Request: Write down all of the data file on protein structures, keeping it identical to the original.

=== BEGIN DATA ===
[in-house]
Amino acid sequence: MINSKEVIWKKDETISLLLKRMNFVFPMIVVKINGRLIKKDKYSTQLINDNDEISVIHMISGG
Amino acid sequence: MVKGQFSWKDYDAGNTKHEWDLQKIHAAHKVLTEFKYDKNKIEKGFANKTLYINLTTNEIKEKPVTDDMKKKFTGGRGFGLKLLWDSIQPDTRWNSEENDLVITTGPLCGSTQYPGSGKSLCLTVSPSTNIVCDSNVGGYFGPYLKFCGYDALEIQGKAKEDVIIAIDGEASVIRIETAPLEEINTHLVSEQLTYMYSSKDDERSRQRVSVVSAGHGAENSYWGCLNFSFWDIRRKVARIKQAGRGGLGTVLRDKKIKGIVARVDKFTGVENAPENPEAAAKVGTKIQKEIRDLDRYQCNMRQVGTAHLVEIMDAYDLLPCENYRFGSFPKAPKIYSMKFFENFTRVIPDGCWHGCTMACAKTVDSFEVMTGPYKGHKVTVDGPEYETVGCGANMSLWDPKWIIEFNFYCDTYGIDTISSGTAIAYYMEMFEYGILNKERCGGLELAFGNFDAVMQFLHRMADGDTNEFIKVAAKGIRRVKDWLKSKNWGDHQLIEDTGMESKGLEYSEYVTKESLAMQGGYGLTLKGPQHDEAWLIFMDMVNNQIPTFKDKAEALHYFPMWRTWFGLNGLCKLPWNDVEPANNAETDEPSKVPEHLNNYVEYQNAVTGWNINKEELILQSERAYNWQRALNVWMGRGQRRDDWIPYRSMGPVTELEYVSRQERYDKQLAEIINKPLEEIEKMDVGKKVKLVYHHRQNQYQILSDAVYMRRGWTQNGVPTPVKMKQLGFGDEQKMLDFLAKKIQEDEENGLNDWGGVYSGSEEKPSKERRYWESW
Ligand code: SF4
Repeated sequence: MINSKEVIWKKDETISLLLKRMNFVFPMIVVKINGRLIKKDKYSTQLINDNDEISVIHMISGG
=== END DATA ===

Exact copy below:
[in-house]
Amino acid sequence: MINSKEVIWKKDETISLLLKRMNFVFPMIVVKINGRLIKKDKYSTQLINDNDEISVIHMISGG
Amino acid sequence: MVKGQFSWKDYDAGNTKHEWDLQKIHAAHKVLTEFKYDKNKIEKGFANKTLYINLTTNEIKEKPVTDDMKKKFTGGRGFGLKLLWDSIQPDTRWNSEENDLVITTGPLCGSTQYPGSGKSLCLTVSPSTNIVCDSNVGGYFGPYLKFCGYDALEIQGKAKEDVIIAIDGEASVIRIETAPLEEINTHLVSEQLTYMYSSKDDERSRQRVSVVSAGHGAENSYWGCLNFSFWDIRRKVARIKQAGRGGLGTVLRDKKIKGIVARVDKFTGVENAPENPEAAAKVGTKIQKEIRDLDRYQCNMRQVGTAHLVEIMDAYDLLPCENYRFGSFPKAPKIYSMKFFENFTRVIPDGCWHGCTMACAKTVDSFEVMTGPYKGHKVTVDGPEYETVGCGANMSLWDPKWIIEFNFYCDTYGIDTISSGTAIAYYMEMFEYGILNKERCGGLELAFGNFDAVMQFLHRMADGDTNEFIKVAAKGIRRVKDWLKSKNWGDHQLIEDTGMESKGLEYSEYVTKESLAMQGGYGLTLKGPQHDEAWLIFMDMVNNQIPTFKDKAEALHYFPMWRTWFGLNGLCKLPWNDVEPANNAETDEPSKVPEHLNNYVEYQNAVTGWNINKEELILQSERAYNWQRALNVWMGRGQRRDDWIPYRSMGPVTELEYVSRQERYDKQLAEIINKPLEEIEKMDVGKKVKLVYHHRQNQYQILSDAVYMRRGWTQNGVPTPVKMKQLGFGDEQKMLDFLAKKIQEDEENGLNDWGGVYSGSEEKPSKERRYWESW
Ligand code: SF4
Repeated sequence: MINSKEVIWKKDETISLLLKRMNFVFPMIVVKINGRLIKKDKYSTQLINDNDEISVIHMISGG